The final field of 166 entrants has yet to be printed, however, with 377 golfers aiming for the last 12 spots at the qualifiers to be held on Tuesday at Kempton Park, Zwartkops and Irene.

Smart money on the Cobras for Sunfoil Series 0

Posted on February 23, 2015 by Ken

Having just claimed their first title of the season in the RamSlam T20 Challenge, the smart money will be on the Nashua Cape Cobras to also mount a strong defence of their crown in the Sunfoil Series and the Western Cape side start their campaign today against the bizhub Highveld Lions at Newlands.

The Lions are already handily placed in the competition, just four points behind the leaders, the Chevrolet Knights, but coach Geoff Toyana has been a shopper for batsmen this week with Alviro Petersen, Quinton de Kock and Temba Bavuma all with the national side for the first Test against the West Indies at Centurion.

They will, however, welcome back Neil McKenzie and the experienced Jean Symes is also able to fill in, while the Lions will have a strong attack with Hardus Viljoen, Chris Morris and Lonwabo Tsotsobe joined by Kagsio Rabada, who was released by the national team while Bavuma inexplicably was not. Spinner Eddie Leie has also been in great form with the ball, so it all points to an intriguing contest against the powerhouse Cobras side, who have recalled Richard Levi to replace Stiaan van Zyl.

The Knights are hosting the Unlimited Titans in Bloemfontein and they too will want to take their T20 form, where they reached the final, into the four-day competition.

The Titans, by way of contrast, are looking to rebound from a disappointing T20 campaign, in which they finished last, and their well-balanced attack gives them hope.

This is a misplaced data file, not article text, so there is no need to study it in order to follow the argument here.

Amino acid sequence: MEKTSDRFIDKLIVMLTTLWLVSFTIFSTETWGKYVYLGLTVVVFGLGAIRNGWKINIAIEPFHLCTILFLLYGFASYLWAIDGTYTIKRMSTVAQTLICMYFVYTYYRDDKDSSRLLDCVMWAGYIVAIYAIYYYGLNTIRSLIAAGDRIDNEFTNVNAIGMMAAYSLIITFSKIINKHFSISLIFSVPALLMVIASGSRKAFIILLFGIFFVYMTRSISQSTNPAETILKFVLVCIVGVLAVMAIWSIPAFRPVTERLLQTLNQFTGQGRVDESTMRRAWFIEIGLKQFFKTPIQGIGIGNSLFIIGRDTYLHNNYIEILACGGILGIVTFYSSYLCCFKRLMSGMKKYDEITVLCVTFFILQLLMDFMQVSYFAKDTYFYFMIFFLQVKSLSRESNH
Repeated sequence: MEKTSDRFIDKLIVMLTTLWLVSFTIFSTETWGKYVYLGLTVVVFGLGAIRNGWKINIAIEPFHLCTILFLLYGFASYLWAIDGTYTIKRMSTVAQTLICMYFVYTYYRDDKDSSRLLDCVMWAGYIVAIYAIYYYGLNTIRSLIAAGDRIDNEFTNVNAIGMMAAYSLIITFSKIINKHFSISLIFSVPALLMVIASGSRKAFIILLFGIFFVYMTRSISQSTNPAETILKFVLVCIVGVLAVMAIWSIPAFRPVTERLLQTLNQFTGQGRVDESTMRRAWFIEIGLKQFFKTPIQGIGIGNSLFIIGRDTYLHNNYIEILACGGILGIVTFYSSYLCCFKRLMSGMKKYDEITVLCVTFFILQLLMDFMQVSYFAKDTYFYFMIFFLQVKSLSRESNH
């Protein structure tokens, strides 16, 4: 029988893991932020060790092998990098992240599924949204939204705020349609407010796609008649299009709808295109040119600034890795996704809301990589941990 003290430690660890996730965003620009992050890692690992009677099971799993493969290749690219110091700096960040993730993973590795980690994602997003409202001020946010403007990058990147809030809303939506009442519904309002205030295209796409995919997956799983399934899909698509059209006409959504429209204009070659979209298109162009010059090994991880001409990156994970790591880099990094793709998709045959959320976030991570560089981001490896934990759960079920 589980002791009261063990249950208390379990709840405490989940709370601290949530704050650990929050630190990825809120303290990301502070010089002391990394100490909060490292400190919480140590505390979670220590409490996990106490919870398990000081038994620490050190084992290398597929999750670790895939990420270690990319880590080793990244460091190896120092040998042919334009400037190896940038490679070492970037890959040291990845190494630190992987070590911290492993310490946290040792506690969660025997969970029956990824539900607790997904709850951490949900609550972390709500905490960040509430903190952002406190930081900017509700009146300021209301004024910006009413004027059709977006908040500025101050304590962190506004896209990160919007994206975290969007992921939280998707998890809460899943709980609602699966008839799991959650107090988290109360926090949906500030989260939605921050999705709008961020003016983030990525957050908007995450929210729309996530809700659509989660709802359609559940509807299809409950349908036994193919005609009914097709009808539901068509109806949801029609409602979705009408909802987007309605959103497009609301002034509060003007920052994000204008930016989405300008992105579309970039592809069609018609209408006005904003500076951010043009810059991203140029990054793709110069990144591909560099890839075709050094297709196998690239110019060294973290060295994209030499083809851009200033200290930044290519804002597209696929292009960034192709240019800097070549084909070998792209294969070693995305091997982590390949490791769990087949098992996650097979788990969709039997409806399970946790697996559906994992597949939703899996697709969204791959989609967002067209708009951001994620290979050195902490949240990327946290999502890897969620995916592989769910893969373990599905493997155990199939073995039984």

David Wiese markets himself as a genuine all-rounder and his skills with the new ball, backed by the often scary pace of Marchant de Lange, the steadiness of Ethy Mbhalati and the exciting talent of Junior Dala, plus two spin options in Shaun von Berg and Roelof van der Merwe, means coach Rob Walter is comfortable that he has all the bases covered.

“There’s no substitute for pace and Junior, David, who also brings the quality of his skills, and Marchant all have that. Shaun von Berg also bowled beautifully in a couple of the T20 games,” Walter told The Citizen.

The Knights family was emotionally bruised by their disappointing defeat in the T20 final and coach Sarel Cilliers will also have to dig into his stores of replacement players as Rilee Rossouw, Dillon du Preez and Tumelo Bodibe are all unavailable due to injury.

The Sunfoil Dolphins will be out to arrest a mini-crisis after their poor run in the T20 Challenge as they host the Chevrolet Warriors in Pietermaritzburg.

It’s the Dolphins’ first game in the competition this season and they will want to make their mark. Coach Lance Klusener will be hoping David Miller hits top form again after scoring 364 runs in five innings last season, while Imran Tahir will be eager to rebound quickly from his dropping from the Test side.

The match is the first for the Warriors with new coach Malibongwe Maketa in charge, Piet Botha having resigned after a troubled season thus far.